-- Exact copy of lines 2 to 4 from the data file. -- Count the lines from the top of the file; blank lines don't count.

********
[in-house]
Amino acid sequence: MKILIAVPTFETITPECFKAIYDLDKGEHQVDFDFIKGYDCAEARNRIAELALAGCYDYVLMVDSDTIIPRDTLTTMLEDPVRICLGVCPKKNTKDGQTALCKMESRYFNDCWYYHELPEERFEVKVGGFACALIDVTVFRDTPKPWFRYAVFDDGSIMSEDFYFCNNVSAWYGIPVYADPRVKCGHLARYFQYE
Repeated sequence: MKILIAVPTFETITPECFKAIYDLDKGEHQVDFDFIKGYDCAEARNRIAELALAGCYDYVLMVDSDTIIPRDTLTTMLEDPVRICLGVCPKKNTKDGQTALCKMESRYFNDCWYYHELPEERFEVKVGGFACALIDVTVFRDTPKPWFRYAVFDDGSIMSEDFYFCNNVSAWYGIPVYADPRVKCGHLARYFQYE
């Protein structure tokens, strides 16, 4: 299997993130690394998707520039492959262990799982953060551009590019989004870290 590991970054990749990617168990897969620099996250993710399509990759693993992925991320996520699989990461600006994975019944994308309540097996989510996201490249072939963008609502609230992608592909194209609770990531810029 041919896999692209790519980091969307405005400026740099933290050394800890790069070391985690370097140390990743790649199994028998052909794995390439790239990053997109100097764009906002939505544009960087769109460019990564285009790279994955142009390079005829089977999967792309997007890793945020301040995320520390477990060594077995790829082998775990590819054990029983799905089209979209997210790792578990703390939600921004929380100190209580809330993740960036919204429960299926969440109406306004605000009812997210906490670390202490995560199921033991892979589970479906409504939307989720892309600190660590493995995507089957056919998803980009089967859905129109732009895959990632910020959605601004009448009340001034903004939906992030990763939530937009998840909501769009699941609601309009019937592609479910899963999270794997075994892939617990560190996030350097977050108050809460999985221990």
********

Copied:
Amino acid sequence: MKILIAVPTFETITPECFKAIYDLDKGEHQVDFDFIKGYDCAEARNRIAELALAGCYDYVLMVDSDTIIPRDTLTTMLEDPVRICLGVCPKKNTKDGQTALCKMESRYFNDCWYYHELPEERFEVKVGGFACALIDVTVFRDTPKPWFRYAVFDDGSIMSEDFYFCNNVSAWYGIPVYADPRVKCGHLARYFQYE
Repeated sequence: MKILIAVPTFETITPECFKAIYDLDKGEHQVDFDFIKGYDCAEARNRIAELALAGCYDYVLMVDSDTIIPRDTLTTMLEDPVRICLGVCPKKNTKDGQTALCKMESRYFNDCWYYHELPEERFEVKVGGFACALIDVTVFRDTPKPWFRYAVFDDGSIMSEDFYFCNNVSAWYGIPVYADPRVKCGHLARYFQYE
């Protein structure tokens, strides 16, 4: 299997993130690394998707520039492959262990799982953060551009590019989004870290 590991970054990749990617168990897969620099996250993710399509990759693993992925991320996520699989990461600006994975019944994308309540097996989510996201490249072939963008609502609230992608592909194209609770990531810029 041919896999692209790519980091969307405005400026740099933290050394800890790069070391985690370097140390990743790649199994028998052909794995390439790239990053997109100097764009906002939505544009960087769109460019990564285009790279994955142009390079005829089977999967792309997007890793945020301040995320520390477990060594077995790829082998775990590819054990029983799905089209979209997210790792578990703390939600921004929380100190209580809330993740960036919204429960299926969440109406306004605000009812997210906490670390202490995560199921033991892979589970479906409504939307989720892309600190660590493995995507089957056919998803980009089967859905129109732009895959990632910020959605601004009448009340001034903004939906992030990763939530937009998840909501769009699941609601309009019937592609479910899963999270794997075994892939617990560190996030350097977050108050809460999985221990």